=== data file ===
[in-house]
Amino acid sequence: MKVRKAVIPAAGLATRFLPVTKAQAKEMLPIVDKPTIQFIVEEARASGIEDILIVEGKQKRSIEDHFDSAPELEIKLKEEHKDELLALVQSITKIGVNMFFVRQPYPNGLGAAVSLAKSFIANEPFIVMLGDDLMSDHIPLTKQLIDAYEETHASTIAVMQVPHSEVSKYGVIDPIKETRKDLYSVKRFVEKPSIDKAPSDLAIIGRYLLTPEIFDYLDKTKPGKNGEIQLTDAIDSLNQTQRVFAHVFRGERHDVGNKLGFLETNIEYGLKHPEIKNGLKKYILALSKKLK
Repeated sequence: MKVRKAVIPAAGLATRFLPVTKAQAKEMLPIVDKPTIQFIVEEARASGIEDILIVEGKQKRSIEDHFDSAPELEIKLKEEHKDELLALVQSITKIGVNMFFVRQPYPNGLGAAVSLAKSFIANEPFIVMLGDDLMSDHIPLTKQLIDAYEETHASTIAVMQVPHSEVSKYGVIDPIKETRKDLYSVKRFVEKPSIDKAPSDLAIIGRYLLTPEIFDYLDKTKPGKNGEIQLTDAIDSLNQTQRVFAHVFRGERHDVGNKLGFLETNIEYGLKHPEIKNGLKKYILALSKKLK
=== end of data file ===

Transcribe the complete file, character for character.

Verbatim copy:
[in-house]
Amino acid sequence: MKVRKAVIPAAGLATRFLPVTKAQAKEMLPIVDKPTIQFIVEEARASGIEDILIVEGKQKRSIEDHFDSAPELEIKLKEEHKDELLALVQSITKIGVNMFFVRQPYPNGLGAAVSLAKSFIANEPFIVMLGDDLMSDHIPLTKQLIDAYEETHASTIAVMQVPHSEVSKYGVIDPIKETRKDLYSVKRFVEKPSIDKAPSDLAIIGRYLLTPEIFDYLDKTKPGKNGEIQLTDAIDSLNQTQRVFAHVFRGERHDVGNKLGFLETNIEYGLKHPEIKNGLKKYILALSKKLK
Repeated sequence: MKVRKAVIPAAGLATRFLPVTKAQAKEMLPIVDKPTIQFIVEEARASGIEDILIVEGKQKRSIEDHFDSAPELEIKLKEEHKDELLALVQSITKIGVNMFFVRQPYPNGLGAAVSLAKSFIANEPFIVMLGDDLMSDHIPLTKQLIDAYEETHASTIAVMQVPHSEVSKYGVIDPIKETRKDLYSVKRFVEKPSIDKAPSDLAIIGRYLLTPEIFDYLDKTKPGKNGEIQLTDAIDSLNQTQRVFAHVFRGERHDVGNKLGFLETNIEYGLKHPEIKNGLKKYILALSKKLK